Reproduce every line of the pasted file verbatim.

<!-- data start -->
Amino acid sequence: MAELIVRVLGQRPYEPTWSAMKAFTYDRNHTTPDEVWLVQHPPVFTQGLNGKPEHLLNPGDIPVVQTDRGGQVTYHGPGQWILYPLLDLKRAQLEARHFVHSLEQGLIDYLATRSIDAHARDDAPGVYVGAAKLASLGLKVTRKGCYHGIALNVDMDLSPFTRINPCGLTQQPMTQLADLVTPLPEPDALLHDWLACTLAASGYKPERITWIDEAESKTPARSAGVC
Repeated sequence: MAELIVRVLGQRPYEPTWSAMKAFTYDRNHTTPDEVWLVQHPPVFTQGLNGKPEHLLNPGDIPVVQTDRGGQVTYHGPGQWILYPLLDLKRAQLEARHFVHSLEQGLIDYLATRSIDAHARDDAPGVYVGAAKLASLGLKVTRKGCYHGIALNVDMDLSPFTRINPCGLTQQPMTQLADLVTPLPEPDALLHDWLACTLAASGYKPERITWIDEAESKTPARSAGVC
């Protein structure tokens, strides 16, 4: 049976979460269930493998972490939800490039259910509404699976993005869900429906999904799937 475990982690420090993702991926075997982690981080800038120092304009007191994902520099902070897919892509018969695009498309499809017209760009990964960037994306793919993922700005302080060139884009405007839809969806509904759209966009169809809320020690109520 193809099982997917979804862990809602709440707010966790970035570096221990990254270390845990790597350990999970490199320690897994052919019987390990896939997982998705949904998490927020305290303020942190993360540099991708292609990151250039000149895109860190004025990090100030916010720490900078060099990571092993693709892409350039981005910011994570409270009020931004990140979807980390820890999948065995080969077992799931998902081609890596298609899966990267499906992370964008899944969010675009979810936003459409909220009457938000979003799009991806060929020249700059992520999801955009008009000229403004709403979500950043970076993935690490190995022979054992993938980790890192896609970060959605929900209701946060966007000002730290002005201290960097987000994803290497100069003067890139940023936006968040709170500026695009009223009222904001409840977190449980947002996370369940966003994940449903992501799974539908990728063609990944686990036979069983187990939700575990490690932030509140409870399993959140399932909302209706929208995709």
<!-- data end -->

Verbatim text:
Amino acid sequence: MAELIVRVLGQRPYEPTWSAMKAFTYDRNHTTPDEVWLVQHPPVFTQGLNGKPEHLLNPGDIPVVQTDRGGQVTYHGPGQWILYPLLDLKRAQLEARHFVHSLEQGLIDYLATRSIDAHARDDAPGVYVGAAKLASLGLKVTRKGCYHGIALNVDMDLSPFTRINPCGLTQQPMTQLADLVTPLPEPDALLHDWLACTLAASGYKPERITWIDEAESKTPARSAGVC
Repeated sequence: MAELIVRVLGQRPYEPTWSAMKAFTYDRNHTTPDEVWLVQHPPVFTQGLNGKPEHLLNPGDIPVVQTDRGGQVTYHGPGQWILYPLLDLKRAQLEARHFVHSLEQGLIDYLATRSIDAHARDDAPGVYVGAAKLASLGLKVTRKGCYHGIALNVDMDLSPFTRINPCGLTQQPMTQLADLVTPLPEPDALLHDWLACTLAASGYKPERITWIDEAESKTPARSAGVC
């Protein structure tokens, strides 16, 4: 049976979460269930493998972490939800490039259910509404699976993005869900429906999904799937 475990982690420090993702991926075997982690981080800038120092304009007191994902520099902070897919892509018969695009498309499809017209760009990964960037994306793919993922700005302080060139884009405007839809969806509904759209966009169809809320020690109520 193809099982997917979804862990809602709440707010966790970035570096221990990254270390845990790597350990999970490199320690897994052919019987390990896939997982998705949904998490927020305290303020942190993360540099991708292609990151250039000149895109860190004025990090100030916010720490900078060099990571092993693709892409350039981005910011994570409270009020931004990140979807980390820890999948065995080969077992799931998902081609890596298609899966990267499906992370964008899944969010675009979810936003459409909220009457938000979003799009991806060929020249700059992520999801955009008009000229403004709403979500950043970076993935690490190995022979054992993938980790890192896609970060959605929900209701946060966007000002730290002005201290960097987000994803290497100069003067890139940023936006968040709170500026695009009223009222904001409840977190449980947002996370369940966003994940449903992501799974539908990728063609990944686990036979069983187990939700575990490690932030509140409870399993959140399932909302209706929208995709």